CAPE CANAVERAL, Fla. – NASA’s Artemis 1 moon mission will try to launch again anyway.
Mission managers met on Monday (Nov. 14) to discuss the flight readiness of the Artemis 1’s Space Launch System (SLS) rocket and Orion spacecraft after minor damage caused by Hurricane Nicole, which was quickly downgraded to a tropical storm after touching down. country came. Thursday (November 10). Despite the fact that a band of insulating seal on Orion was damaged by high winds during the storm’s landfall, Mike Sarafin, Artemis mission manager at NASA Headquarters in Washington, said, “There is no change in our plan to try to launch on the 16th” during a media conference call today (Nov. 14).
“The unanimous recommendation to the team was that we were in a good position to go ahead and continue the launch countdown,” added Jeremy Parsons, deputy manager of NASA’s Exploration Ground Systems Program at Kennedy Space Center ( KSC) in Florida. If all goes according to plan during additional preflight checks and the cryogenic fuel process on Tuesday (Nov. 15), the Artemis 1 mission will launch from Launch Pad 39B at 1:04 a.m. EST (0604 GMT) on Nov. 16. watch the countdown, refuel and
Artemis 1 launch live online here on Space.com courtesy of NASA.
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One of the main concerns was a strip of insulating sealant known as RTV, which is designed to smooth out a small gap in the exterior of the Orion spacecraft. High winds during Hurricane Nicole stripped a 10-foot stretch of Orion’s RTV. After discovering the damage, there were concerns that the missing seal could cause unwanted airflow that could lead to overheating during launch and flight. After reviewing the issue and conducting multiple analyses, Artemis 1 mission managers believe the vehicle is still flyable.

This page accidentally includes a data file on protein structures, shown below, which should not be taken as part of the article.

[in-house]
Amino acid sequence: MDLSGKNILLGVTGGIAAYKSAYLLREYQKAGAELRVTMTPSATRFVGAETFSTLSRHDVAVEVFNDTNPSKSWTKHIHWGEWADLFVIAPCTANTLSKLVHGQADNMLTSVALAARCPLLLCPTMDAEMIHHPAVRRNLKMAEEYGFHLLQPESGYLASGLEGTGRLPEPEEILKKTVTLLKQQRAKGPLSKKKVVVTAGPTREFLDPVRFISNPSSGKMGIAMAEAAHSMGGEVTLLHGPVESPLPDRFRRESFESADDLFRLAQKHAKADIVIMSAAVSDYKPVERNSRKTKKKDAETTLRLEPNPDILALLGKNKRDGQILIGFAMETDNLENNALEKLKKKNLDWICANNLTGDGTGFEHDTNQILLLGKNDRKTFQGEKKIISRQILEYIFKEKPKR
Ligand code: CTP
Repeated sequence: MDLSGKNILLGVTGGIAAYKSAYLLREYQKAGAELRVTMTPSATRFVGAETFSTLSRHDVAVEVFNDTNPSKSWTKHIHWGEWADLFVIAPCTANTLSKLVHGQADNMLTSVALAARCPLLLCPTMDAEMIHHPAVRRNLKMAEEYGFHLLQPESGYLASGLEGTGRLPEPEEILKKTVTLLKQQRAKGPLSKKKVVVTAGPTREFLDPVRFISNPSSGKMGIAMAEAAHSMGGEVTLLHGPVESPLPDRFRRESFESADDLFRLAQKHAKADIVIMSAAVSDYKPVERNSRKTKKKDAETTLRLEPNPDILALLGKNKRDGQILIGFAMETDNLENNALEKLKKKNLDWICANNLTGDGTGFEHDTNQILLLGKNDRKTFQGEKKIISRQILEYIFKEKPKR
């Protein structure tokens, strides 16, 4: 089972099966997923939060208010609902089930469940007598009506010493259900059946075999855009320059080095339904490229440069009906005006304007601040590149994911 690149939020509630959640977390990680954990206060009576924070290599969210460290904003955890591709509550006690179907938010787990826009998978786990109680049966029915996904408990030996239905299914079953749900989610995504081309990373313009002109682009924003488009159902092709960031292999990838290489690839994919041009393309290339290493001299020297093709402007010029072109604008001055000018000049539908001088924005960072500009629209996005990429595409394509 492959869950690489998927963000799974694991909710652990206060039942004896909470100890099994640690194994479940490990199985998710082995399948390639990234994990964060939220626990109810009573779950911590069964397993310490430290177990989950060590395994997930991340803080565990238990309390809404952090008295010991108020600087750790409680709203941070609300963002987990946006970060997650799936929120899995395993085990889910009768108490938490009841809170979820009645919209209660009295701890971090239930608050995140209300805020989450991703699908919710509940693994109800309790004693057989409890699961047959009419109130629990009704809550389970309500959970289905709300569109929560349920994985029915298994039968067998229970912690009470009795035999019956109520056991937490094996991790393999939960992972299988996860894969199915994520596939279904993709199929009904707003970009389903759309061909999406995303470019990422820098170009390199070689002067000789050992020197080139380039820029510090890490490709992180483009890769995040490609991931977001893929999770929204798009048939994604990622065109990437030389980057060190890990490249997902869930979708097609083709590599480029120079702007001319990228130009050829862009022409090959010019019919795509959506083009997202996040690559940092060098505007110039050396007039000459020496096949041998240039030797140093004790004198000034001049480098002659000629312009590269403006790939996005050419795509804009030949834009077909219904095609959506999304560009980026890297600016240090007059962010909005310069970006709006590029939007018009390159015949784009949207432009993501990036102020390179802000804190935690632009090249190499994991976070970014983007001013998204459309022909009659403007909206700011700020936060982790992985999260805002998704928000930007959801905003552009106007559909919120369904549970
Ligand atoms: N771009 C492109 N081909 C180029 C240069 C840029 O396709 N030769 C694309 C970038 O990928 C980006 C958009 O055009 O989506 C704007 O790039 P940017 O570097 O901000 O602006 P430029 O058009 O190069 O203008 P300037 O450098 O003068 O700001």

“We looked at the entire vehicle stack, from the Orion spacecraft all the way to the base of the stack, and we agreed that the risk is bounded by the current hazards and hazard reports we have there,” Sarafin told reporters.
“That being said, if an issue arises that causes us to meet one of our no-go criteria, it might not be our day,” Sarafin added.
A NASA image of a damaged section of RTV insulation kit on the outside of the Artemis 1 mission’s Orion spacecraft. (Image credit: NASA)
Still, Parsons added that while there’s still a chance mission managers discover issues that would prevent a launch attempt on Wednesday (Nov. 16), there’s a lot to be proud of in terms of how the Artemis 1 teams have held up so well. . far through the many setbacks of the mission.
“And I’ll tell you, the team is running on all cylinders right now, so I just couldn’t be more proud of them. Because I think if you asked me a few weeks ago, we’d be going through a storm like the hurricane Nicole and then being able to turn around and have the vehicle cleaned up and in good shape, I would have said, hey, chances are probably slim. But this team really fired on all cylinders,” Parsons said.
Artemis 1 will see an unmanned Orion spacecraft launch into lunar orbit atop the SLS vehicle. The mission is intended to lay the groundwork for future Artemis missions that will see humanity return to the moon with the ultimate goal of establishing a lasting human presence there.
With Artemis 2, a human crew will not be launched into lunar orbit until 2023, while with Artemis 3, scheduled for 2024 or 2025, astronauts will again see footprints on the lunar surface.
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